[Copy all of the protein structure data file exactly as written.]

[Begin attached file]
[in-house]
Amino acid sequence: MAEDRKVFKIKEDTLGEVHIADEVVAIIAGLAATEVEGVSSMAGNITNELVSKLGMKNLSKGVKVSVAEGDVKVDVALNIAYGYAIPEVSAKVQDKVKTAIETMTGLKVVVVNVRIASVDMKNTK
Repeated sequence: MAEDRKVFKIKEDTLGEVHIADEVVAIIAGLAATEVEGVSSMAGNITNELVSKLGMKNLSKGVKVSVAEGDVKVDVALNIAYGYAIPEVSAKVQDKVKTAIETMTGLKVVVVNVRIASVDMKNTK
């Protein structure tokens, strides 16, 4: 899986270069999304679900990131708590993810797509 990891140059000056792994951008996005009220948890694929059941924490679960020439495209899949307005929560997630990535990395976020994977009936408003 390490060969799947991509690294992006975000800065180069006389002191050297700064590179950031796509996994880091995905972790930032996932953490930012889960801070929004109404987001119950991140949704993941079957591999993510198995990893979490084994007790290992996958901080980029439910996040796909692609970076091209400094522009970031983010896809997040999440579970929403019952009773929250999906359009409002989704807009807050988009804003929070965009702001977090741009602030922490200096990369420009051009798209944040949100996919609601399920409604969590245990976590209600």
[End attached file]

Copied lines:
[in-house]
Amino acid sequence: MAEDRKVFKIKEDTLGEVHIADEVVAIIAGLAATEVEGVSSMAGNITNELVSKLGMKNLSKGVKVSVAEGDVKVDVALNIAYGYAIPEVSAKVQDKVKTAIETMTGLKVVVVNVRIASVDMKNTK
Repeated sequence: MAEDRKVFKIKEDTLGEVHIADEVVAIIAGLAATEVEGVSSMAGNITNELVSKLGMKNLSKGVKVSVAEGDVKVDVALNIAYGYAIPEVSAKVQDKVKTAIETMTGLKVVVVNVRIASVDMKNTK
């Protein structure tokens, strides 16, 4: 899986270069999304679900990131708590993810797509 990891140059000056792994951008996005009220948890694929059941924490679960020439495209899949307005929560997630990535990395976020994977009936408003 390490060969799947991509690294992006975000800065180069006389002191050297700064590179950031796509996994880091995905972790930032996932953490930012889960801070929004109404987001119950991140949704993941079957591999993510198995990893979490084994007790290992996958901080980029439910996040796909692609970076091209400094522009970031983010896809997040999440579970929403019952009773929250999906359009409002989704807009807050988009804003929070965009702001977090741009602030922490200096990369420009051009798209944040949100996919609601399920409604969590245990976590209600």